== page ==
New York Targets Wage and Hour Theft

Starting April 12, employers in New York will face tougher penalties if they violate wage and hour laws. The state’s newly-adopted New York Wage Theft Prevention Act (WTPA) also imposes new notification requirements on employers. According to The National Law Review, <"">wage and hour theft is considered a widespread problem in New York, where just last year, the state’s Department of Labor recovered $28.8 million in unpaid wages.

In addition to the tougher state law, there are also indications that federal regulators plan on being more aggressive in their enforcement of employment laws in the very near future.

According to The National Law Review, the <"">New York WTPA raises the liquidated damages recoverable by employees who win a civil or administrative action for unpaid overtime from the current 25 percent of the lost wages to 100 percent. Employees who file successfu<"">l unpaid overtime lawsuits may also be awarded prejudgment interest, attorneys’ fees, and 15 percent interest if the employer fails to pay the court-awarded damages within 90 days of judgment.

The WTPA also provides for criminal penalties for employers who violate overtime and minimum wage regulations, The National Law Review said. Among other things, they may be convicted of a misdemeanor, fined up to $20,000 and face up to one year in prison. Employers who violate the law multiple times within a six-year period may be guilty of a felony. The WTPA also imposes penalties, including fines and prison time, for employers who fail to maintain accurate record. Employers found guilty of violating wage and hour laws may also be required to post a notice of the violation in a visible workplace location for up to one year, while those who are guilty of repeated violations could also be made to post a similar notice in a public place for up to 90 days.

Among other things, the WTPA also requires employers to provide notice to newly hired employees of the basis for the wage payment (i.e., hourly, daily, weekly, by commission, per piece, etc.) and whether the employer intends to claim any wage deductions, for example, meal or lodging allowances, according to The National Law Review. The notice must be in English, and in the language identified by the employee as his or her primary language. The employer must also obtain a signed acknowledgement from the employee that this notification was provided. This same notice is also required to be given to all current employees by February 1, 2012, and by February 1 in every subsequent year thereafter, The National Law Review said. Both new and current employees can recover damages if these notification requirements are violated.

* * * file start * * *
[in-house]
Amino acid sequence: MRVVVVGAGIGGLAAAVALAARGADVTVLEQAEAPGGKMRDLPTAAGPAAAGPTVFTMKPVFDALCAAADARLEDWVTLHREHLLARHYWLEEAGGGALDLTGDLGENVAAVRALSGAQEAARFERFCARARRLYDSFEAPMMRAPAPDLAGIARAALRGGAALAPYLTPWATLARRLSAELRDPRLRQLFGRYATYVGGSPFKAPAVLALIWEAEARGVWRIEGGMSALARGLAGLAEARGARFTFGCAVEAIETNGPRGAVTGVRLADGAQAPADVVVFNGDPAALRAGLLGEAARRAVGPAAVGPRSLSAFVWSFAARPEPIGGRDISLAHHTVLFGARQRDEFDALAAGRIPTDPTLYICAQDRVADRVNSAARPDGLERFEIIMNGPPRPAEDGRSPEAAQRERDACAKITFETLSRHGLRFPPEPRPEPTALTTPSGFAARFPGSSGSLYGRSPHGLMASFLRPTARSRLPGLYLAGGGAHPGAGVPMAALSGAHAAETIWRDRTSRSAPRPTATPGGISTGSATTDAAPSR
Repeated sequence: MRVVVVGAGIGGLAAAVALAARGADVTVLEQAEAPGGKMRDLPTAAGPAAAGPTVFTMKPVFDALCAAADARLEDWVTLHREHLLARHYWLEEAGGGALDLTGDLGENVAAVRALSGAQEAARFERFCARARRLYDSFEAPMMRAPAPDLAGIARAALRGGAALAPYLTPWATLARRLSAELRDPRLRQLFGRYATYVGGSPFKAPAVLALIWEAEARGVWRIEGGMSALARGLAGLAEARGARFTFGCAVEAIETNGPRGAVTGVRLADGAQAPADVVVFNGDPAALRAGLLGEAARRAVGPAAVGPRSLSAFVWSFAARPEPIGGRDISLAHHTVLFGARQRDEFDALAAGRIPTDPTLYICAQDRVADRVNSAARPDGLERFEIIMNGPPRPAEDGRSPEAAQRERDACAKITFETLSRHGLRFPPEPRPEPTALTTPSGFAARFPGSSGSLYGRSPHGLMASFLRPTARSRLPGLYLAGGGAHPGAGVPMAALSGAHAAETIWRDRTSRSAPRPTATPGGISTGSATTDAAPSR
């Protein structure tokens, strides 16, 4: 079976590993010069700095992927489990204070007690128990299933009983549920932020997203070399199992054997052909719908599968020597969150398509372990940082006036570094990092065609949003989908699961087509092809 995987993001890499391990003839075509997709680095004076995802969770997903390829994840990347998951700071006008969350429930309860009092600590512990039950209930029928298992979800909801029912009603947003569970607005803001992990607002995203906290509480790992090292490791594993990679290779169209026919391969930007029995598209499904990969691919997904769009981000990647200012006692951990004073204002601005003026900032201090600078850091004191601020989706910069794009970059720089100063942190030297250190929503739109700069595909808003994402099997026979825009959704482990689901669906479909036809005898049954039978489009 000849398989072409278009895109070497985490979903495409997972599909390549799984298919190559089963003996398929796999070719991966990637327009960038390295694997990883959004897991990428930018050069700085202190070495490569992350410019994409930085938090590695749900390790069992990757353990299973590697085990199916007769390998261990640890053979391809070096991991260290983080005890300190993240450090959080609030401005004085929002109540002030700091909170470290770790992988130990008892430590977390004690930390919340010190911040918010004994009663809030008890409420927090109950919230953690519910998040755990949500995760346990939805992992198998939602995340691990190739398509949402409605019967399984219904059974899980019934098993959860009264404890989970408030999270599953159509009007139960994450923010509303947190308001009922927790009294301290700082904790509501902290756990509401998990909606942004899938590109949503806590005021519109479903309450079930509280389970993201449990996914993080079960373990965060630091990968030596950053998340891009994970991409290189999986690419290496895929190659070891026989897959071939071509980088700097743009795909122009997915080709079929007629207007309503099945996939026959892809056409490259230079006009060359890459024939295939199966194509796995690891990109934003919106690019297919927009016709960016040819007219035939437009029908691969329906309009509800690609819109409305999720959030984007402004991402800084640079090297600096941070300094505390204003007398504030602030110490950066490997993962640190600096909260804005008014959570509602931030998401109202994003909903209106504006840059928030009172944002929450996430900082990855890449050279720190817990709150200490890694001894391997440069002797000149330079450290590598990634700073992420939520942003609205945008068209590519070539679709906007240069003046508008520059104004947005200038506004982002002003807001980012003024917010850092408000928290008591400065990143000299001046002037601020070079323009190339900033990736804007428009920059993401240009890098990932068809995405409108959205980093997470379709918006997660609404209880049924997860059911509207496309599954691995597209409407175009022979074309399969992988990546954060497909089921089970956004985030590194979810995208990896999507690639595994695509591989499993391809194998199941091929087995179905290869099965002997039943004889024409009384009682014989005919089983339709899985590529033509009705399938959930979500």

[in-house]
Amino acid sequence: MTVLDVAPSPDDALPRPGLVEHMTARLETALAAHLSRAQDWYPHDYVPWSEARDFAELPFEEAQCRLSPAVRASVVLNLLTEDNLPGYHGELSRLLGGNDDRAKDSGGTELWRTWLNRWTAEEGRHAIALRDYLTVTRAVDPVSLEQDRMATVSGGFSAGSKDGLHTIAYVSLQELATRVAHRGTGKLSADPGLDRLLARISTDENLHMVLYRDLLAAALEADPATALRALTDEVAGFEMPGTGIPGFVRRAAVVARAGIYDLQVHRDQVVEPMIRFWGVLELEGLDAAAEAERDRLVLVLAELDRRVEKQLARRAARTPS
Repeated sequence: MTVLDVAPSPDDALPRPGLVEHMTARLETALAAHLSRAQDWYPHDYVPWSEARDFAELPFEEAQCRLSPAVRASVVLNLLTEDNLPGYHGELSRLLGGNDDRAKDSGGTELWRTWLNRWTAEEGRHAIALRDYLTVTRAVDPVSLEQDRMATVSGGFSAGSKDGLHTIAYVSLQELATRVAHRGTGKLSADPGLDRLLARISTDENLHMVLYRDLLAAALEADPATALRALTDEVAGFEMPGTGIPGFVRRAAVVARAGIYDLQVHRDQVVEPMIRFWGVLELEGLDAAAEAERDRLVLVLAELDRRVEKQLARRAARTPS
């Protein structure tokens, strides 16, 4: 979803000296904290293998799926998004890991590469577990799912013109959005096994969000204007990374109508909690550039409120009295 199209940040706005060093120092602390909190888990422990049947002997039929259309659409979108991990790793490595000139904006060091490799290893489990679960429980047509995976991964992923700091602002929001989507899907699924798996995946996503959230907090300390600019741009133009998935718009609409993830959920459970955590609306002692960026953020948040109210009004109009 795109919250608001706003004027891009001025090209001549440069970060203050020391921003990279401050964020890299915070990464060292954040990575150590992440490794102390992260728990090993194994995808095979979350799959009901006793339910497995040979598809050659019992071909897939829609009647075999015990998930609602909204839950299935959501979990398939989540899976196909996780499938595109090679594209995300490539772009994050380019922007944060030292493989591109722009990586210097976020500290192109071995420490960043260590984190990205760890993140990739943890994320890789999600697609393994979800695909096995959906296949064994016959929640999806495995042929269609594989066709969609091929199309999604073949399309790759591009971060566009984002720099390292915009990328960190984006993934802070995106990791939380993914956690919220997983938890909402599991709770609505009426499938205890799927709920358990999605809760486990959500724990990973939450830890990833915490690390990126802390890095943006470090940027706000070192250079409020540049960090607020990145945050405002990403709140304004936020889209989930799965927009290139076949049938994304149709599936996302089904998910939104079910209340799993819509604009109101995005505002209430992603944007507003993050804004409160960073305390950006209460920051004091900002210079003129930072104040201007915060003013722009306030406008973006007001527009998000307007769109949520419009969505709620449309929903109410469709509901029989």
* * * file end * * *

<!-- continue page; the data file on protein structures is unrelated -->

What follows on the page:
Meanwhile, employers across the country could face stricter enforcement of wage and hour laws on the federal level. is reporting that the Department of Labor’s Wage and Hour Division (WHD) is requesting $241 million – an increase of $13.3 million – from the 2011 federal budget to put toward the regulation and enforcement of employment laws. The WHD also plans on hiring more than 100 full-time staffers in order to go after employers guilty of wrongly misclassifying employees as independent contractors. Those investigations will target industries that have a history of racking up such violations, including construction, child care, business services, landscaping and others. is also reporting that the Department of Labor will be updating its Fair Labor Standards Act (FLSA) recordkeeping requirements, including adding a requirement that would make employers perform a classification analysis for each employee deemed exempt from overtime regulations. Employers would be required to share that analysis with each worker.

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